The rules on renting are tilted too far towards landlords and date from a time when living in private rented accommodation was likely to be a temporary state of affairs
Theresa May’s ‘British dream’ of home ownership is an impossible one for millions of millennials.
According to the Resolution Foundation's 'Home Improvements' report, on current trends up to half could be renting into their 40s and a third by the time they claim their pensions. So, permanently.
Even now, 40 per cent are renting privately at age thirty, double the rate for Generation X, and four times that of the baby boomers.
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It isn’t just that the cost of a deposit for a new home has spiralled as prices have headed skywards: access to social housing has fallen sharply at the same time.
The problem with this is that the private rented market is governed by rules which work wonderfully for landlords, and more or less ok for those for whom private renting is a temporary activity while they save enough to buy.
But the model is deeply flawed for those for whom renting is now the norm. These people are moving into their child rearing years in accommodation they can be turfed out of at short notice under their tenancy agreements. Rents can also rise sharply at the end of a year.
The current Government's response to what is now established as a housing crisis is focussed on trying to make it easier for people to get a piece of that “British dream” through buying.
Trouble is the help to buy policy has simply served to hike demand, and thus the price, of first time buyer properties that are in short supply. Meanwhile, subsidising council house/housing association sales takes ever more social housing circulation. Did someone say “nightmare”?
What’s required is a recognition that while encouraging ownership is all very well, the problems of those who can’t attain it need to be addressed too.
The Foundation has some good ideas. For a start it calls for the introduction of indeterminate tenancies as the sole form of contract in England and Wales, following Scotland’s lead and the practice in Germany, the Netherlands, Sweden and Switzerland, where renting is more common, and accepted.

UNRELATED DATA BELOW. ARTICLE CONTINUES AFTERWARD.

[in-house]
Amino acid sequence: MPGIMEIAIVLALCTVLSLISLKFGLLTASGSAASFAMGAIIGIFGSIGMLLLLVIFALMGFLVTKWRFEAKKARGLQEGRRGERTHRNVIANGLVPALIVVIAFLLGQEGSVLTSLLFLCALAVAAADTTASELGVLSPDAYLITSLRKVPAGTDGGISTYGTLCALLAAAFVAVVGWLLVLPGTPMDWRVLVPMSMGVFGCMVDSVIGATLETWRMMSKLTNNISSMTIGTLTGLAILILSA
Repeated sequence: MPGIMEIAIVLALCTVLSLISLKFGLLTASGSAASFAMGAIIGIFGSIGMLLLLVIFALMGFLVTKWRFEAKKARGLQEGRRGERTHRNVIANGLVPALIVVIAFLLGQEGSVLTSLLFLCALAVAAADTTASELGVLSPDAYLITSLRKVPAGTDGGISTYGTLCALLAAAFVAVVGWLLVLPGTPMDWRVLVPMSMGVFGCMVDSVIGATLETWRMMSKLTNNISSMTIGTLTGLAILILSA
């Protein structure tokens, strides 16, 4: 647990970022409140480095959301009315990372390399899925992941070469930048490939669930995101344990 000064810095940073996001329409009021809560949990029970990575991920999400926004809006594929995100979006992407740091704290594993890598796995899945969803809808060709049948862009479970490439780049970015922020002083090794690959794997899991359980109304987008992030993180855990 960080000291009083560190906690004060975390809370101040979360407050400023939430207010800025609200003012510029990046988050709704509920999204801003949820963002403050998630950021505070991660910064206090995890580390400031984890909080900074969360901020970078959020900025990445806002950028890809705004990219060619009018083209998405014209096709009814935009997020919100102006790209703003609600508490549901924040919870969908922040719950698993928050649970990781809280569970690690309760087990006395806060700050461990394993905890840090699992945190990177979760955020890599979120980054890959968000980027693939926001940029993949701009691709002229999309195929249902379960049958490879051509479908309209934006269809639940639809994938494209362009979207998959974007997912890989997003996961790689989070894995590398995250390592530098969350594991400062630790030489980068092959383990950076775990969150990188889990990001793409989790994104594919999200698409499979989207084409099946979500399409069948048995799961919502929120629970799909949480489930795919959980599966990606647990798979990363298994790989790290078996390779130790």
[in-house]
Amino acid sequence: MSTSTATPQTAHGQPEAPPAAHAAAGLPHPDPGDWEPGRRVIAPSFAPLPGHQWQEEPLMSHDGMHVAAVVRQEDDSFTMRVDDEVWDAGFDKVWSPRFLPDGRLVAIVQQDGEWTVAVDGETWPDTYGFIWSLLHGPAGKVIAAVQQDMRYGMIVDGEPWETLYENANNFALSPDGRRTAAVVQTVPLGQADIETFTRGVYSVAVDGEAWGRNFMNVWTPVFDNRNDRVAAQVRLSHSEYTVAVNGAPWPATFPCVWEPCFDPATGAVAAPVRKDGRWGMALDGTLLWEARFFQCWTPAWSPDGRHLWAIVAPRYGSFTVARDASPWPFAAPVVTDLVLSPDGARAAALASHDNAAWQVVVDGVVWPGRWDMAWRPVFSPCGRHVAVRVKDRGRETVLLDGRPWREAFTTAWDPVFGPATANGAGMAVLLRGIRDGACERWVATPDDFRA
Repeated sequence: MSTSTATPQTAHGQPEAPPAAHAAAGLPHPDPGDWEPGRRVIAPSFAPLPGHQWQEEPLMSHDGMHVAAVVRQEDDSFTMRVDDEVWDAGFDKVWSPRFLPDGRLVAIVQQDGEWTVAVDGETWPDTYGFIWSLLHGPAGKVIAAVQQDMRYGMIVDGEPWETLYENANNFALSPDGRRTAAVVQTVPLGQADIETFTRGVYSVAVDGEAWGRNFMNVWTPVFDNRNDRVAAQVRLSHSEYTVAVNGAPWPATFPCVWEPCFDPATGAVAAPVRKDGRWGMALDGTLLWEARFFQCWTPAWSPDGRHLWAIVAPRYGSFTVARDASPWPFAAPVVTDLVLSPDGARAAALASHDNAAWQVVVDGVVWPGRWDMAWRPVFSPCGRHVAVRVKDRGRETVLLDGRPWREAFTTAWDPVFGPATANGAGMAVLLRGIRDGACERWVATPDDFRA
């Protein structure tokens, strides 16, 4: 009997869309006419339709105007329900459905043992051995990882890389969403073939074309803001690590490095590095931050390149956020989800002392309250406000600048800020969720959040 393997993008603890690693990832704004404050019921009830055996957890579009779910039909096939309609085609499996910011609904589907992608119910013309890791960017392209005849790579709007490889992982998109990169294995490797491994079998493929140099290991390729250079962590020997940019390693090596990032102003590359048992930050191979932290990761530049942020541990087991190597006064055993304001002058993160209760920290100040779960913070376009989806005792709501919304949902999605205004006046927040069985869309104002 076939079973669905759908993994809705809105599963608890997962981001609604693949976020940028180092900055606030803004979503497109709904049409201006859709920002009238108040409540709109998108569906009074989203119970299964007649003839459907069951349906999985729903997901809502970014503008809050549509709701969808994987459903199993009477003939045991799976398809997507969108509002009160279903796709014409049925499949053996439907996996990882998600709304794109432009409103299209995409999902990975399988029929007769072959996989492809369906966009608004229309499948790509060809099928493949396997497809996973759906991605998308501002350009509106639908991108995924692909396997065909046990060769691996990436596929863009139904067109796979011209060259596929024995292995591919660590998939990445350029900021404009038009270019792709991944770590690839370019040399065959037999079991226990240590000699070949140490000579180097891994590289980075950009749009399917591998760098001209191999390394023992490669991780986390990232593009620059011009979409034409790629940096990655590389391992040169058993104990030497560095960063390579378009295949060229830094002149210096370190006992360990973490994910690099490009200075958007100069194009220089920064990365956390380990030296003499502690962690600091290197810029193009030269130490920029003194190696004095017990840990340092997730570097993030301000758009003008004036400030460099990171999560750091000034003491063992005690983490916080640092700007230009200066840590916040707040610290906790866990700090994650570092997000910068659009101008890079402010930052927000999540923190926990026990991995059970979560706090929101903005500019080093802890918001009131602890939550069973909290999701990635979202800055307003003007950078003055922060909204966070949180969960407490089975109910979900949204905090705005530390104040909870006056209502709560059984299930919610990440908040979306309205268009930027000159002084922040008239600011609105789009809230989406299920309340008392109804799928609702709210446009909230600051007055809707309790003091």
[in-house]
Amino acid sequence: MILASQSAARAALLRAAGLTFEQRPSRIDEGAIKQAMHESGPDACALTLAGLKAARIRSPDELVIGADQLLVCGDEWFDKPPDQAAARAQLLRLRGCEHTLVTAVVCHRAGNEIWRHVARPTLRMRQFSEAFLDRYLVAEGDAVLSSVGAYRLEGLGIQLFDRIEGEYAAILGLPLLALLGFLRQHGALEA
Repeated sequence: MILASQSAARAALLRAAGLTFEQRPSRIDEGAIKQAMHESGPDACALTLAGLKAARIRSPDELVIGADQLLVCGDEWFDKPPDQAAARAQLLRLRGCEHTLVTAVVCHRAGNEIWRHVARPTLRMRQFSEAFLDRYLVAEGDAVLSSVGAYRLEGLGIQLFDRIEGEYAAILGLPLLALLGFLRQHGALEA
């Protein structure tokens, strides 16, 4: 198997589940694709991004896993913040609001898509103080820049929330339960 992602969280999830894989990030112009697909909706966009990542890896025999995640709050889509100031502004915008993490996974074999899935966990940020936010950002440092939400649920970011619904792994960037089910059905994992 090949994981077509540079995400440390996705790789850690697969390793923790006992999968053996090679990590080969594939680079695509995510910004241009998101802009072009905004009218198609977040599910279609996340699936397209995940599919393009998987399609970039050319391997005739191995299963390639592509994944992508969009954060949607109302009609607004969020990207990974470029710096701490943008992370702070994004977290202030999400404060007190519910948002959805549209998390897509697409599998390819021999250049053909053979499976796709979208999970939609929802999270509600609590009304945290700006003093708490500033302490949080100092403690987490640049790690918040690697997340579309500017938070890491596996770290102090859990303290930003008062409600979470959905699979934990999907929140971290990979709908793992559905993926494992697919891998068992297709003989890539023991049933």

Bringing stability to rents by linking rises to CPI inflation for three year periods is another senisble suggestion. So is the creation of tribunals to help resolves disputes.
The Foundation further calls for limits also need to be placed on the ability of landlords to turf tenants out beyond the failure to pay the rent or treat the property nicely.
However it accepts that a desire to reoccupy or sell the home would be a ‘good reason’ to move a tenant on.
I’d be inclined go further by limiting that too: If you’re going to enjoy the financial benefits of being a landlord you should be in it for the long haul. That should include having limits placed on your ability to sell/take over a rental property at your convenience regardless of any inconvenience to the tenant.
It might also be wise to look at ways to encourage more professional, long term landlords, to build and maintain rental properties.
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While current rules are too favourable to landlord, the core issue is that generation rent is here to stay and faces multiple issues that need to be addressed by policymakers.
With so many destined to miss out on the home ownership their parents, and especially their grandparents, enjoyed the least we could do is make renting work better for them.
Resolution has recognised that. Ministers need to catch up.